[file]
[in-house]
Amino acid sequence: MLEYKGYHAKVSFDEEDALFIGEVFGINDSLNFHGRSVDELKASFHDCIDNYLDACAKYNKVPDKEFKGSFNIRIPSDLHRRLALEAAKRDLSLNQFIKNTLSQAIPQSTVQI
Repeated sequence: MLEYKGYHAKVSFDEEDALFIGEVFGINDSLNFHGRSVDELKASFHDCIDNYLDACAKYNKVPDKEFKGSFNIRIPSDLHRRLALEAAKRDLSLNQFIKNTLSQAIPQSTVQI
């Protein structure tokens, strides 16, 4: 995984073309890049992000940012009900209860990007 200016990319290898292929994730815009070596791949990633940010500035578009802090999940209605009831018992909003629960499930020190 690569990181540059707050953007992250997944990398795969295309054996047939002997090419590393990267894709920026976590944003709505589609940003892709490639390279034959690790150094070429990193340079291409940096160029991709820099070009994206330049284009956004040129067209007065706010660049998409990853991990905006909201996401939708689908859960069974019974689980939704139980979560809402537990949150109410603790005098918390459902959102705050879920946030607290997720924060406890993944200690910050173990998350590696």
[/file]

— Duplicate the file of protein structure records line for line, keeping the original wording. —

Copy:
[in-house]
Amino acid sequence: MLEYKGYHAKVSFDEEDALFIGEVFGINDSLNFHGRSVDELKASFHDCIDNYLDACAKYNKVPDKEFKGSFNIRIPSDLHRRLALEAAKRDLSLNQFIKNTLSQAIPQSTVQI
Repeated sequence: MLEYKGYHAKVSFDEEDALFIGEVFGINDSLNFHGRSVDELKASFHDCIDNYLDACAKYNKVPDKEFKGSFNIRIPSDLHRRLALEAAKRDLSLNQFIKNTLSQAIPQSTVQI
């Protein structure tokens, strides 16, 4: 995984073309890049992000940012009900209860990007 200016990319290898292929994730815009070596791949990633940010500035578009802090999940209605009831018992909003629960499930020190 690569990181540059707050953007992250997944990398795969295309054996047939002997090419590393990267894709920026976590944003709505589609940003892709490639390279034959690790150094070429990193340079291409940096160029991709820099070009994206330049284009956004040129067209007065706010660049998409990853991990905006909201996401939708689908859960069974019974689980939704139980979560809402537990949150109410603790005098918390459902959102705050879920946030607290997720924060406890993944200690910050173990998350590696």